Household risks grow as Evergrande unravelsFinance | Bloomberg and Victor Zhong 28 Sep 2021
Tens of thousands of Chinese households risk being sucked into the spectacular unraveling of China Evergrande Group after the embattled developer missed payments on investment funds sold through shadow banks, which have funneled many billions of yuan into its construction projects.
Some of the people linked to these lenders, known as trusts, have already dipped into their own pockets to repay wealthy investors on Evergrande's behalf, according to sources. Others are negotiating payment extensions with Evergrande.
It is not clear how much of the funds are in arrears, and there is no evidence that trusts are passing payment delays on to customers who bought fixed-income products tied to Evergrande.
Already, missed payments on wealth products worth some 40 billion yuan (HK$48.1 billion) sold by Evergrande itself to retail investors have sparked nationwide protests, putting more pressure on Beijing to find a solution and avoid further unrest.
Contagion into the US$3 trillion (HK$23.3 trillion) trust industry will put at risk many more investors, while also threatening the biggest source of non-bank funding for the property sector as shadow banks retreat.
Cash-strapped Evergrande faces repayments in the fourth quarter on US$1.8 billion of high-yield products sold through trusts to wealthy clients and institutions.
Another US$4 billion is due next year, according to data provider Use Trust.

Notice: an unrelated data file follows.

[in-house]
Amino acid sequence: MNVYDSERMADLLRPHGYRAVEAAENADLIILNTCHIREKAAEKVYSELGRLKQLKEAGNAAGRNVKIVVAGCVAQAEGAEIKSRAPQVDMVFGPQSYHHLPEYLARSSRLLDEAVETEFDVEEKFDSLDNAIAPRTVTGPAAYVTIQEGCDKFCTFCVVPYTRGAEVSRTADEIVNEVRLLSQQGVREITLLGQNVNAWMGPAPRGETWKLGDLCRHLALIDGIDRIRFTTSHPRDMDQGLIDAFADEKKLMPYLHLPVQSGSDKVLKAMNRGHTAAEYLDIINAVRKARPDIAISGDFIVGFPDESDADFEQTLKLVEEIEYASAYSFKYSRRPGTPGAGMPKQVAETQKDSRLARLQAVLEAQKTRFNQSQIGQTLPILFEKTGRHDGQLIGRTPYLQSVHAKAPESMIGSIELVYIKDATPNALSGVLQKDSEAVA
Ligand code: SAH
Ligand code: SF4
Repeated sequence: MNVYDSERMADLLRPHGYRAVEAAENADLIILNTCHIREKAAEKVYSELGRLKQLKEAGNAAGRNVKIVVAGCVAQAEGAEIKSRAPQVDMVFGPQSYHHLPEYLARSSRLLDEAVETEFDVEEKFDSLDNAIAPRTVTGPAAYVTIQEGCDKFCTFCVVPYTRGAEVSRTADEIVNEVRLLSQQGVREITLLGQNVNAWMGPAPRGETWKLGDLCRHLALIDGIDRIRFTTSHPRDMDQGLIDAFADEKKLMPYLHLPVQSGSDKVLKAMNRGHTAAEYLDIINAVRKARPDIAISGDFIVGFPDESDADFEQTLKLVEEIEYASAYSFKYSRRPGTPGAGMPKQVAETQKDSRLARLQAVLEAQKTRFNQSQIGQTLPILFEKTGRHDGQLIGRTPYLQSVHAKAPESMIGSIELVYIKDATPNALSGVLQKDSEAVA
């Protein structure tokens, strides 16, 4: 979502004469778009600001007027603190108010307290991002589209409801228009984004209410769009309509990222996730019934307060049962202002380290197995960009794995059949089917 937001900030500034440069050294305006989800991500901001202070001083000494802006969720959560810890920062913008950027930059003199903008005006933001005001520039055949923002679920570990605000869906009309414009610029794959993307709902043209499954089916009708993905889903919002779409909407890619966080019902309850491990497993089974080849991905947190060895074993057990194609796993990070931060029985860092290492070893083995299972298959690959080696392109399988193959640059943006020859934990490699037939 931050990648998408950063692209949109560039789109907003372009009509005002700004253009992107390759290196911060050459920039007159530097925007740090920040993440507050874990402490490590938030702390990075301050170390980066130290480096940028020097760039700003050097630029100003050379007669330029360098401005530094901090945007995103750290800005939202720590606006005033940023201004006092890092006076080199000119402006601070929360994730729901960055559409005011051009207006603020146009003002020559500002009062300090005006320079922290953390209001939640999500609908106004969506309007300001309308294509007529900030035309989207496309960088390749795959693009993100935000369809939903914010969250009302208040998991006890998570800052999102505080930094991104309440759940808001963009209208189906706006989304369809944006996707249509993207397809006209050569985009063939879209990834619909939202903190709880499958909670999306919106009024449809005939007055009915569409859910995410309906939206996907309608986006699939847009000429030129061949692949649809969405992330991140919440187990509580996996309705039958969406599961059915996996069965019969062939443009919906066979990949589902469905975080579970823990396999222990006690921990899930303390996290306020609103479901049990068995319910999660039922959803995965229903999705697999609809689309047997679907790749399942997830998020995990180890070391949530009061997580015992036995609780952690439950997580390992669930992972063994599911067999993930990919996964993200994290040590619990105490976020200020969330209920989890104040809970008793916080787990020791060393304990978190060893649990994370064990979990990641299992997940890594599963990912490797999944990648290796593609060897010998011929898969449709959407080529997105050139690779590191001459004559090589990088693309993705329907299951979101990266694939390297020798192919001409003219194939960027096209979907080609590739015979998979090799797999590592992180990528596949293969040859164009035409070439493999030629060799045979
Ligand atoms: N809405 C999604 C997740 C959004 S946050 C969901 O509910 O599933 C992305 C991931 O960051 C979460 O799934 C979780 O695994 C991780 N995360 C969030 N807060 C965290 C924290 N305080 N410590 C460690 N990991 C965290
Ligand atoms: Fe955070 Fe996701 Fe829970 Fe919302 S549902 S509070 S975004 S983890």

Yet with more than US$300 billion in liabilities and cash flow shrinking, it is not clear how Hui can pull that off.
The company already missed a September 23 deadline to make a US$83.5 million coupon payment on a US$2 billion bond maturing in March.
The firm is also subject to heightened restrictions on its bank accounts as regulators ensure it uses cash to complete housing projects and not to pay creditors. The stock and bonds are reeling.
However, the debt-laden developer may have another asset to sell in its scramble to raise cash: its fast-growing life insurance business, said Bloomberg Intelligence analyst Steven Lam.
Lam said the developer's 50-percent stake in Evergrande Life Assurance may fetch US$600 million at 0.5 times book value. The insurer has boosted its market share more than nine-fold since the year after Evergrande's 2015 acquisition and has been profitable in each of the past four years.
This came as a China Evergrande's Guangzhou unit is set to sell 72 million shares of the Shenzhen-listed China Calxon Group at a 17-percent discount of the market price to cash in 196 million yuan.
In Hong Kong, the chief executive of Chinese Estates (0127), Kimbee Chan Hoi-wan, the wife of billionaire Joseph Lau Luen-hung, offloaded 435 million shares of Evergrande, collecting at least HK$987 million.